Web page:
“Now we who are strong have an obligation to bear the weaknesses of those without strength, and not to please ourselves. Each one of us is to please his neighbor for his good, to build him up. For even Christ did not please himself.” (Romans 15:1-3)
These days, there’s so much emphasis on self-care, and self-promotion, and setting boundaries, and “doing what’s right for you”. These have their place, certainly, but it’s easy to cross the line from taking good care of yourself to simply being self-centered and self-serving.
We are actually called to live thoughtfully of others before ourselves.
I imagine it like us going on a family hike. Which is to say, we go as fast as the four-year-old can go. Of course, my husband and I are quite capable of going twice her speed—and there are times when we kind of wish we could. Yet, we slow our steps, wait for her when she falls behind, take her hand to help her along. We set aside our strength and bear with her weakness because we love her.
“Love does not seek its own.” (1 Corinthians 13:5)
P.S. See this original post for info about this photo challenge and more about this reading plan I’m using this summer for the book of Romans (and I’d love to have you join in!)!About the photo: I always admire the way this particular variety of grass gracefully and naturally bends. I’m not as up on my grass identification, so if anyone can tell me what kind of grass it is, please comment and let me know!
Farewell to shadows of bluebells on white chicken coop walls…Farewell to pleasant afternoons hanging laundry on the line in the company of friendly toads…Farewell to grasshoppers, and white trumpet vines, and all other such elegant pairings…Farewell to barefoot days at the edge of the lake……Farewell to the haunting serenade of loons… Farewell to daisy bouquets made by small hands, and smoky sunsets, gifts from forests burning far away…Farewell to cumulonimbus, those splendid, tall ships sailing by in the sea of the sky…Farewell to restless, flitting warblers in green, green meadows…Farewell to lush gardens decked in the thousand diamonds of sudden morning showers…Farewell to the brief, warm nights, sparkling with celestial beauty and fireflies, humming with mosquitoes…Farewell to all the sun-ripened berries hiding under the leaves…Farewell to picturesque encounters on whimsical summer evening drives…Farewell to all the babies, now raised and grown…Farewell to dancing swallowtails in ballrooms of flowers…Farewell, sweet summer; welcome, glorious autumn!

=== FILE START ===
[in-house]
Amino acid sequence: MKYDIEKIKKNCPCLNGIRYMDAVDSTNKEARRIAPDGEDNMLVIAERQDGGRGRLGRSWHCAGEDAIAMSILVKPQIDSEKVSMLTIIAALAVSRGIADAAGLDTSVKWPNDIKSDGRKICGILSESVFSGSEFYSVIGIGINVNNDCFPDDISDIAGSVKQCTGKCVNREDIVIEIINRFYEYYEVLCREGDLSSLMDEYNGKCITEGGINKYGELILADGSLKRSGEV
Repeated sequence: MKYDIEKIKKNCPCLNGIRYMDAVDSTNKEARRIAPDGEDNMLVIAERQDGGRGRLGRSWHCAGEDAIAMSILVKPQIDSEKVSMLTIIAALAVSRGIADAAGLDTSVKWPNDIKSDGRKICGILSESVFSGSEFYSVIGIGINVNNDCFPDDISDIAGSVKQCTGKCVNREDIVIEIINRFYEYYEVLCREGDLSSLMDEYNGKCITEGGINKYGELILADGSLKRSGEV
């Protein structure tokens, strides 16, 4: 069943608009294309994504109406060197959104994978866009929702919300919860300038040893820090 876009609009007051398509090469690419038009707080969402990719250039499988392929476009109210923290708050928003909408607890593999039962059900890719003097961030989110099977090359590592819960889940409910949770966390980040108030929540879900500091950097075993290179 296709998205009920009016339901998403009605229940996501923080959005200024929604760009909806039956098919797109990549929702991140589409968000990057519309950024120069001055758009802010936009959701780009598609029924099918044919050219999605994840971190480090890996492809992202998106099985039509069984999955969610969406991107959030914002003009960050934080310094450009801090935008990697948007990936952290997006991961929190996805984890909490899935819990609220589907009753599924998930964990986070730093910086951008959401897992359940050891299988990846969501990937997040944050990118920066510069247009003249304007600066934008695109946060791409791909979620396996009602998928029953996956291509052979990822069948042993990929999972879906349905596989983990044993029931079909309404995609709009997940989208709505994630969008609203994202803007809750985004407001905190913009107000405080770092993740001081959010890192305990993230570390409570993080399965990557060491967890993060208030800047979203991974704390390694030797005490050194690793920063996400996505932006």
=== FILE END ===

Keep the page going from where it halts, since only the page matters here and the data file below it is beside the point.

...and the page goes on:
This was a November unmatched for beauty, as autumn lingered gloriously long—and these are the quintessential pictures of it in my mind.
The landscape awash in rich browns and golds…the rustle of drying grasses in the gentle breeze as the sunlight gilded it all to royalty… the frosty mornings…followed by warm and golden days…But kind as it’s been to us, November is still a month of transitions as it must be, a split personality, if you will, bridging the gap between autumn and winter—and “they say”, whoever they may be, that the time of the inevitable change is at hand. There’s a winter storm warning for the weekend, and it’s time to finish that project of putting small girls’ mittens on strings that I’ve been putting off because we just haven’t needed them yet.
So, gladly anticipating the approach of a new season and a world of white on its way, I take a moment to bid one last adieu to autumn. It’s been lovely—see you next year!
“O God…You have established all the boundaries of the earth; you have made summer and winter.” (Psalm 74:17)
(And the seasons in between—and I’m grateful!)
This is only a tiny slice of the beauty of this morning.
No camera can capture the feel of cool morning dew on bare feet, or the warmth of the rising sun on my face as it burnt through the swirling mists on the lake.
You can’t know that sky high over my head was patterned with a magnificent rippling pattern of cirrocumulus clouds, all shining and white.
Perhaps a video recording might capture the liquid trilling flute of red-winged blackbirds, the trumpeting of many swans and the distant drumming of a grouse that blended in symphonic harmony all around me—but I doubt it would do it justice.
If you looked very closely, you might be able to tell that there is a miniature scene inside every single one of those water droplets, that, if magnified, would be a sparkling world of a thousand blades of grass strung with more pearls of dew with a million more worlds inside.
These pictures are a lovely glimpse of this moment in time, 6:36 AM—but there was so much more.
That’s kind of how it is with heaven. We read about streets of gold and robes of white and singing praises around the throne of God, but they are all only glimpses into wonders that we can’t even imagine. Lovely glimpses, yes—but there will be so much more. I can hardly wait!
“For now we see in a mirror dimly, but then face to face; now I know in part, but then I will know fully…” (1 Corinthians 13:12)